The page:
1912 Pocket Telephone

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Anyone who thinks cell phones are as new as reality TV shows underestimates the genius of our forebears.  In 1912, German technicians invented the “Pocket Telephone,” a device meant to communicate primarily with police.  An announcement from Berlin read, in part:

“In consequence of the enormous expansion of the German capital, there are many outlying districts which are rendered unsafe through insufficient policing, and the pocket telephone was readily adopted as a partial solution of this problem.  The new system is greatly favored as an adjunct to the police system generally, however, for every policeman is provided with a pocket telephone and can communicate with headquarters or other city departments whenever he finds it necessary.”

The item was actually a microphone that the individual would attach to a “contact device,” which would then connect with authorities.  Of course, the user didn’t have the cherished privacy of a telephone booth.  But, the technology was advanced enough to pick up even soft tones.  The entire thing was about three-quarters of an inch thick and weighed approximately 7 ounces.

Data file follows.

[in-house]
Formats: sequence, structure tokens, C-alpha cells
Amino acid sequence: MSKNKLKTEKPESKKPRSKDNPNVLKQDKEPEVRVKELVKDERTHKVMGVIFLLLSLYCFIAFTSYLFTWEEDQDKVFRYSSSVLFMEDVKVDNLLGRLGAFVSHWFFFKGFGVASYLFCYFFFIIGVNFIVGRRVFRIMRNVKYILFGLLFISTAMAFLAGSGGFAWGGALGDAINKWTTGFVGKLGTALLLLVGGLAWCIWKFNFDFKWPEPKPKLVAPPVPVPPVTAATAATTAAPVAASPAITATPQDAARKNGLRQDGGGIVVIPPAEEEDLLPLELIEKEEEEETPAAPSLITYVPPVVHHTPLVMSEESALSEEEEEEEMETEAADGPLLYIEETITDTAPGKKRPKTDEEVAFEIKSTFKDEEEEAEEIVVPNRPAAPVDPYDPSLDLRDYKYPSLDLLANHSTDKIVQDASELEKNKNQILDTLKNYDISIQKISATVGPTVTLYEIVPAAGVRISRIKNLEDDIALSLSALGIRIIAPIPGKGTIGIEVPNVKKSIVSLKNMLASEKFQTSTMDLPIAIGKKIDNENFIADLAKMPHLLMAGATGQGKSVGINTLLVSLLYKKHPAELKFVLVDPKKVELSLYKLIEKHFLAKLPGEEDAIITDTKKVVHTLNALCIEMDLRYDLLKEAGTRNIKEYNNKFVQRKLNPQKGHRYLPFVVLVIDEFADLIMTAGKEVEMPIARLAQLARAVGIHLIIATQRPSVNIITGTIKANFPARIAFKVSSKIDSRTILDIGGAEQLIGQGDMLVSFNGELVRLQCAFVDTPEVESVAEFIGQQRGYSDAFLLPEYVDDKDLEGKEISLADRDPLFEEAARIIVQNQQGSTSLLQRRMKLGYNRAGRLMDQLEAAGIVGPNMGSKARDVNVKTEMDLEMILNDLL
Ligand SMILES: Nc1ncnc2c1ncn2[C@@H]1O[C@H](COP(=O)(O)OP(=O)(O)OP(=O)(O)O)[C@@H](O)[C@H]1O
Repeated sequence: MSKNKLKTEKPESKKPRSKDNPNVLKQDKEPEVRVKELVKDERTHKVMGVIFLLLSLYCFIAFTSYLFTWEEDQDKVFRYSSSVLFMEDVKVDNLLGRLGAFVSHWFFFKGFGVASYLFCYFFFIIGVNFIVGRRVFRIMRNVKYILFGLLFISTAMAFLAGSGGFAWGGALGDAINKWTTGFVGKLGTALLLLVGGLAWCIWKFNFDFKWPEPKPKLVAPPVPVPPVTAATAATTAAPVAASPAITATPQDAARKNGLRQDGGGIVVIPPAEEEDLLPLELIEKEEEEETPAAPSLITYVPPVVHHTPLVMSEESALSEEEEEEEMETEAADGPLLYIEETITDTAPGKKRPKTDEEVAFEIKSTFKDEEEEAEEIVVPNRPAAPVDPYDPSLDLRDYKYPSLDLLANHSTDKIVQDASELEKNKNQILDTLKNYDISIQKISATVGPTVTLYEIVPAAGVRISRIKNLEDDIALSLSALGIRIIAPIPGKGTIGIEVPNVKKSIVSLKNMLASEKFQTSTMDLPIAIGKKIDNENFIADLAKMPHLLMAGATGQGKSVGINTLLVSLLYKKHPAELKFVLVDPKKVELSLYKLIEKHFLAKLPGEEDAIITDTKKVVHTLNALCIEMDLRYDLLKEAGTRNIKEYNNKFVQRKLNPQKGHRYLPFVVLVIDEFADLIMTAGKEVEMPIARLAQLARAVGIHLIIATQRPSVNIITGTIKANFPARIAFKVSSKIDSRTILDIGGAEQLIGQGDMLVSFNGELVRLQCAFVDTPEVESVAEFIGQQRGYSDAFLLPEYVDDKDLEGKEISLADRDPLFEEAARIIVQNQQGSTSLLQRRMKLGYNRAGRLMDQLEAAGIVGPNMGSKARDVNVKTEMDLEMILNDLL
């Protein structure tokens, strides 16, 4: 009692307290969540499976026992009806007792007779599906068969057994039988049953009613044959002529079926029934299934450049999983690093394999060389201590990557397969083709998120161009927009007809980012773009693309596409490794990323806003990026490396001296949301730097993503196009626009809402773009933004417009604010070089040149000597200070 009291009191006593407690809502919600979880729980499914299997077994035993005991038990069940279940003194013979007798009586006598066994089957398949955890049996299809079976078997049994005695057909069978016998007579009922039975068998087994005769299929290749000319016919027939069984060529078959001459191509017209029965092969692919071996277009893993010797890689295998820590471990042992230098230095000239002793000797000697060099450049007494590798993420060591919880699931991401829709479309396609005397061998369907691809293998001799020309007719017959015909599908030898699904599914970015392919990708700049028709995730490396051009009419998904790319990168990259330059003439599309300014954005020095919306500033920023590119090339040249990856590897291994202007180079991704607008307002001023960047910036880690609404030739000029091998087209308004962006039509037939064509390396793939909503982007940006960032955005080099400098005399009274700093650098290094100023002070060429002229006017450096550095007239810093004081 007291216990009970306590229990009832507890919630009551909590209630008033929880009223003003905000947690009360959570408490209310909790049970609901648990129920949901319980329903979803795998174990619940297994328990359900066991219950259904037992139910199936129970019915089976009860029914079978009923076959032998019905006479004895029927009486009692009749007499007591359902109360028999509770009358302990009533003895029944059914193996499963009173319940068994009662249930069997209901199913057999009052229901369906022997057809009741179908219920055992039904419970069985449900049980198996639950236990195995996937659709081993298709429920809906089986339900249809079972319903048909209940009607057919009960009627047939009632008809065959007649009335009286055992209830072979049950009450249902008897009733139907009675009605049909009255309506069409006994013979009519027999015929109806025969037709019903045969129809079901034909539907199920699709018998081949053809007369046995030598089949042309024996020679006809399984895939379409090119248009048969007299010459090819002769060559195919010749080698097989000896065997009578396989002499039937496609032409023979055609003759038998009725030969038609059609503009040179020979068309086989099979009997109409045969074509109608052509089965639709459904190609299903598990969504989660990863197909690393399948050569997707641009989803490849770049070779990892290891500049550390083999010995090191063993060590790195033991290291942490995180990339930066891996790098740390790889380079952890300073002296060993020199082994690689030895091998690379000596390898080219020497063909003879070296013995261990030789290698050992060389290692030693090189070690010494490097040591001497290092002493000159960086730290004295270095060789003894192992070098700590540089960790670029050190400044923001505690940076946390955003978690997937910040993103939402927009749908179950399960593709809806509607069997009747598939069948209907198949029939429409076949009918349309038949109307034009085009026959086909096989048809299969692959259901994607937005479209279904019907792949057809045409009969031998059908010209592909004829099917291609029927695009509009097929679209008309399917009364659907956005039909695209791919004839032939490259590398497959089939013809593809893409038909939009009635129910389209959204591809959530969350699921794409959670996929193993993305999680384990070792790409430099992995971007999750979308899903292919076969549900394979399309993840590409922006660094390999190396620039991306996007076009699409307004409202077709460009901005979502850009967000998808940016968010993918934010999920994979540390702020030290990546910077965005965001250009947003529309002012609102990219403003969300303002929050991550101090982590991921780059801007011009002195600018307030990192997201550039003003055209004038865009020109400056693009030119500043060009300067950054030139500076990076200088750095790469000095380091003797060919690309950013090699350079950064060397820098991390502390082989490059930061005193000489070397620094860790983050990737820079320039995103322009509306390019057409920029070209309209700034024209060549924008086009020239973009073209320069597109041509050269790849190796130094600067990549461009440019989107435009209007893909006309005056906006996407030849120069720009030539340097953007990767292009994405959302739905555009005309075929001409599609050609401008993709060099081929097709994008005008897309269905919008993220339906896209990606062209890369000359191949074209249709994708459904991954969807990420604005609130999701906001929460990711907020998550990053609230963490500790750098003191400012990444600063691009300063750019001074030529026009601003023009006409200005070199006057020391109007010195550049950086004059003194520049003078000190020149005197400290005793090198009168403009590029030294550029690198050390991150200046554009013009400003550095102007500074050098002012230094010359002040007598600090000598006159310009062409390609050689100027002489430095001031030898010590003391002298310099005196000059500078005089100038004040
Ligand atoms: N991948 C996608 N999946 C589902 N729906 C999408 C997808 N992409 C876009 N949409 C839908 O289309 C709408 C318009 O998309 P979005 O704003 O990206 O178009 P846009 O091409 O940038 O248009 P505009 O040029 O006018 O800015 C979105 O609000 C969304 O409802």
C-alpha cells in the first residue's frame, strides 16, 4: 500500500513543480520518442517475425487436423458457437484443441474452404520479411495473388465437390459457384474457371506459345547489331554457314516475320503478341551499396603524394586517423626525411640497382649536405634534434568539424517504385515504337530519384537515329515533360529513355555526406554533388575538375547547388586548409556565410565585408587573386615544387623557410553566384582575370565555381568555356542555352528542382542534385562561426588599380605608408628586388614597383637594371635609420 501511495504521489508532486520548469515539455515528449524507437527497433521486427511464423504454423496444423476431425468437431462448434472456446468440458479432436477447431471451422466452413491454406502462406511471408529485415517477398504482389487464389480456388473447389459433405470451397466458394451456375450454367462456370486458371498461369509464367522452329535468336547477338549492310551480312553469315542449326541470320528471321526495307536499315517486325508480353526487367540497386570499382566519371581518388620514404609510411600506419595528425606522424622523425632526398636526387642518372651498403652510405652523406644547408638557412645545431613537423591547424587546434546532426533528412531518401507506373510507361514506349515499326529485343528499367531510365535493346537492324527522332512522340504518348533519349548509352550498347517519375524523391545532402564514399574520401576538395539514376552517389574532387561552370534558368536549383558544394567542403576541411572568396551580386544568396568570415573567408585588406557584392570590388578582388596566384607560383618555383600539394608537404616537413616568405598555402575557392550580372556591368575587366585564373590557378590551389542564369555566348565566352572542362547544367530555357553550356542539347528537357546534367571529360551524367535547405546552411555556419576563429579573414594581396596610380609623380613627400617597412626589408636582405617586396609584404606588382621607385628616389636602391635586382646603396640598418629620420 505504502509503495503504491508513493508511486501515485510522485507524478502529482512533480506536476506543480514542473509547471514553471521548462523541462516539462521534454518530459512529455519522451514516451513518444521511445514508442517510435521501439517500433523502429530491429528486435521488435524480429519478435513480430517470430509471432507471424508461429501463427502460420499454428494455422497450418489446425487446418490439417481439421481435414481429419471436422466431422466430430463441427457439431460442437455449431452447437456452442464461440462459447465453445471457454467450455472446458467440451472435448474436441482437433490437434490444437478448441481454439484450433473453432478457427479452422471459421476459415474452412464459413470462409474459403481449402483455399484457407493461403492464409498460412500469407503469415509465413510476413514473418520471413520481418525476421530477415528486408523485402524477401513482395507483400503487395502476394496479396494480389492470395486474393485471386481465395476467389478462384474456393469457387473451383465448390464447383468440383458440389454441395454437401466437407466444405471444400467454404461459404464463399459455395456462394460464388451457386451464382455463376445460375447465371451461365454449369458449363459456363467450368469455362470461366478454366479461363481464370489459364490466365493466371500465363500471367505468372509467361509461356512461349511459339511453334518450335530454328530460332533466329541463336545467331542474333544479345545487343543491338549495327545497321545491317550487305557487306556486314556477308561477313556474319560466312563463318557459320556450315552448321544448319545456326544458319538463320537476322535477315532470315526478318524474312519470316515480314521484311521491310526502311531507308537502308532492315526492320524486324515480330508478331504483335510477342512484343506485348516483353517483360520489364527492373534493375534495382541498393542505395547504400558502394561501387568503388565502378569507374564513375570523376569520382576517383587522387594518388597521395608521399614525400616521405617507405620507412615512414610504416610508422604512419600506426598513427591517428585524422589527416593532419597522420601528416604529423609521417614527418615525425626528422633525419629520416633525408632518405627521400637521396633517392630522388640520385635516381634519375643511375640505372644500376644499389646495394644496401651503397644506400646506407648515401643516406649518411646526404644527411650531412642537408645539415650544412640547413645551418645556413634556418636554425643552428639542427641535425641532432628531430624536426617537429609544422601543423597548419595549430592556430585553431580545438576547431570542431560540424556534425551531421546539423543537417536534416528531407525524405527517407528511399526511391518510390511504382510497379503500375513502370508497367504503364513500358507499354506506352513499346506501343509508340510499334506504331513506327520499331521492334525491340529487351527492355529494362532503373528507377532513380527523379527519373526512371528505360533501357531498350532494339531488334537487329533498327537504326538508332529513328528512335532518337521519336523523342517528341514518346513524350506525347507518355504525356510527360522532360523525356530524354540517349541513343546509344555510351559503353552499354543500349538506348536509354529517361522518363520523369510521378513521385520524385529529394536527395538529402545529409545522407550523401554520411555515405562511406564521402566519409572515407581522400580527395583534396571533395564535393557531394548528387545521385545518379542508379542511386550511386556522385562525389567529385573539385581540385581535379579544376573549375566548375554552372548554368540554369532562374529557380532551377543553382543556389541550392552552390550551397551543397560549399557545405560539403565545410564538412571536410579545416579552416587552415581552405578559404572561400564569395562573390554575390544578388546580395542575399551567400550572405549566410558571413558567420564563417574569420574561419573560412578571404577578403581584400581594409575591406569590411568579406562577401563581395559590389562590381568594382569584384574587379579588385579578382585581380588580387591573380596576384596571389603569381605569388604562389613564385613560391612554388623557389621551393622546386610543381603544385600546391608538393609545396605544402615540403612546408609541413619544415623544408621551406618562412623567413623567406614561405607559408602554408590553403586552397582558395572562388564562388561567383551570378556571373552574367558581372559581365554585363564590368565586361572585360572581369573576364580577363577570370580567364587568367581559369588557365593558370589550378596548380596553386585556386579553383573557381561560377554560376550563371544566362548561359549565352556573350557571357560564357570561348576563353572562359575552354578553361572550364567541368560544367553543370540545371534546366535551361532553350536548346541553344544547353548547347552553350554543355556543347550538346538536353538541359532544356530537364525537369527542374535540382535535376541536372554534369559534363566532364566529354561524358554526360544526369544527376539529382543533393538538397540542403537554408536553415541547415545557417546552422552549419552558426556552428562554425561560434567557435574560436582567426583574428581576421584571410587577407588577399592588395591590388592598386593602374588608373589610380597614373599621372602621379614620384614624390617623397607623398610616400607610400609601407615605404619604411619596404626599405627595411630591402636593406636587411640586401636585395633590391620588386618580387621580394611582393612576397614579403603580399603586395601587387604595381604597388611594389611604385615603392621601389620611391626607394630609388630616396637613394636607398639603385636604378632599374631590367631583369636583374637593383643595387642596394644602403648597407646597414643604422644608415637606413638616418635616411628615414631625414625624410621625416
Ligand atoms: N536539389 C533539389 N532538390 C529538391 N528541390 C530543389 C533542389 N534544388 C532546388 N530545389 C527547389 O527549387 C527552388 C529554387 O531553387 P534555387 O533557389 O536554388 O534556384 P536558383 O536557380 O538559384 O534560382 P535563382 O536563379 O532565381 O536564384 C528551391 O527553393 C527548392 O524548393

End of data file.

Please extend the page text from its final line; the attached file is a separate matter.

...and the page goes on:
As creative and forward-thinking as they were, though, I don’t think the phone’s inventors could have foreseen texting and picture-taking phones.  That took a real leap of perverted thinking.

8 Comments

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8 responses to “1912 Pocket Telephone

  1. What well they think of next?

  2. I think not being able to connect to the internet at that time is what killed it 😉

  3. Kate is

    I gave up my smart phone recently and reverted to the 1912 version. I feel like a ludite.

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